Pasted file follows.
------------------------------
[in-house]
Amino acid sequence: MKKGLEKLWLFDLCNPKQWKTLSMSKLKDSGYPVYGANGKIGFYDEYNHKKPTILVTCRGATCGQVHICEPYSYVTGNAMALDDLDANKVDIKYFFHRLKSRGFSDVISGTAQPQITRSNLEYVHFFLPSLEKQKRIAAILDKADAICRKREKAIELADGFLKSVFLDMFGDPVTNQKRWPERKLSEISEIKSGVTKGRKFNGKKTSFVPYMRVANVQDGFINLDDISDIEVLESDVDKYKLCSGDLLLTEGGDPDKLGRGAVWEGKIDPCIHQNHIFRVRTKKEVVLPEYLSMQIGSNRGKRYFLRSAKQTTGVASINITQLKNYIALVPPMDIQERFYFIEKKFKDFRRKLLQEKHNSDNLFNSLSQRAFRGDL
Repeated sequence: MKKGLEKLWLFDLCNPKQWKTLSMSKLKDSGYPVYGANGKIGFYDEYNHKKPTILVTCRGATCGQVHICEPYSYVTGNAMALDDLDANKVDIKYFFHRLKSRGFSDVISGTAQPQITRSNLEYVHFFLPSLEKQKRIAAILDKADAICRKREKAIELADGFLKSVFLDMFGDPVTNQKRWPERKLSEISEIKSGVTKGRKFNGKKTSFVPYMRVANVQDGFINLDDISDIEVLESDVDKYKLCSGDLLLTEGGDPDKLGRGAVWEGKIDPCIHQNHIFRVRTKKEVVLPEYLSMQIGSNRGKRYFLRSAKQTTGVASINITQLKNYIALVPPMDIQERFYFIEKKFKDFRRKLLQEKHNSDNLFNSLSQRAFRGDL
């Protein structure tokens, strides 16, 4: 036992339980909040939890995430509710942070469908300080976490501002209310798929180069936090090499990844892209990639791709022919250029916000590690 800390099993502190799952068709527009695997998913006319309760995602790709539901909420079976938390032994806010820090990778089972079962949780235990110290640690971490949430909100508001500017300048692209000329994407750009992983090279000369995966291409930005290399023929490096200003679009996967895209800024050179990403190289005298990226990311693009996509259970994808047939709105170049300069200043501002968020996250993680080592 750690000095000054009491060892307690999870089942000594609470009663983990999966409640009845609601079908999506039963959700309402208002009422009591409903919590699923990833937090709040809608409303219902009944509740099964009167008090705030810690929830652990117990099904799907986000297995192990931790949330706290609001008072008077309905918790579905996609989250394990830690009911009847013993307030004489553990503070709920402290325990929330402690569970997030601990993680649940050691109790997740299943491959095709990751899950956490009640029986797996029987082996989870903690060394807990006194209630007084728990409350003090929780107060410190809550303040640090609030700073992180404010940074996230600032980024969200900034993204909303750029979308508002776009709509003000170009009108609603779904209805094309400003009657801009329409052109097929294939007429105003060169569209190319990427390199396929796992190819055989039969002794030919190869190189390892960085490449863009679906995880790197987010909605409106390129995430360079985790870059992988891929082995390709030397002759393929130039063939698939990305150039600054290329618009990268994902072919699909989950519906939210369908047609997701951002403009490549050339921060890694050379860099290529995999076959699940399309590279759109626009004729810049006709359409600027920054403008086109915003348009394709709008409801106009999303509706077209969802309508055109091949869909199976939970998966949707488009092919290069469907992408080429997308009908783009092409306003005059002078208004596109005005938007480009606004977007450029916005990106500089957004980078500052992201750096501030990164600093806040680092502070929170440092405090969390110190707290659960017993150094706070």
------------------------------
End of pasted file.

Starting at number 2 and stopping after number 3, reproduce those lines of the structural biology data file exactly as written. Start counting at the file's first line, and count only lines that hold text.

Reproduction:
Amino acid sequence: MKKGLEKLWLFDLCNPKQWKTLSMSKLKDSGYPVYGANGKIGFYDEYNHKKPTILVTCRGATCGQVHICEPYSYVTGNAMALDDLDANKVDIKYFFHRLKSRGFSDVISGTAQPQITRSNLEYVHFFLPSLEKQKRIAAILDKADAICRKREKAIELADGFLKSVFLDMFGDPVTNQKRWPERKLSEISEIKSGVTKGRKFNGKKTSFVPYMRVANVQDGFINLDDISDIEVLESDVDKYKLCSGDLLLTEGGDPDKLGRGAVWEGKIDPCIHQNHIFRVRTKKEVVLPEYLSMQIGSNRGKRYFLRSAKQTTGVASINITQLKNYIALVPPMDIQERFYFIEKKFKDFRRKLLQEKHNSDNLFNSLSQRAFRGDL
Repeated sequence: MKKGLEKLWLFDLCNPKQWKTLSMSKLKDSGYPVYGANGKIGFYDEYNHKKPTILVTCRGATCGQVHICEPYSYVTGNAMALDDLDANKVDIKYFFHRLKSRGFSDVISGTAQPQITRSNLEYVHFFLPSLEKQKRIAAILDKADAICRKREKAIELADGFLKSVFLDMFGDPVTNQKRWPERKLSEISEIKSGVTKGRKFNGKKTSFVPYMRVANVQDGFINLDDISDIEVLESDVDKYKLCSGDLLLTEGGDPDKLGRGAVWEGKIDPCIHQNHIFRVRTKKEVVLPEYLSMQIGSNRGKRYFLRSAKQTTGVASINITQLKNYIALVPPMDIQERFYFIEKKFKDFRRKLLQEKHNSDNLFNSLSQRAFRGDL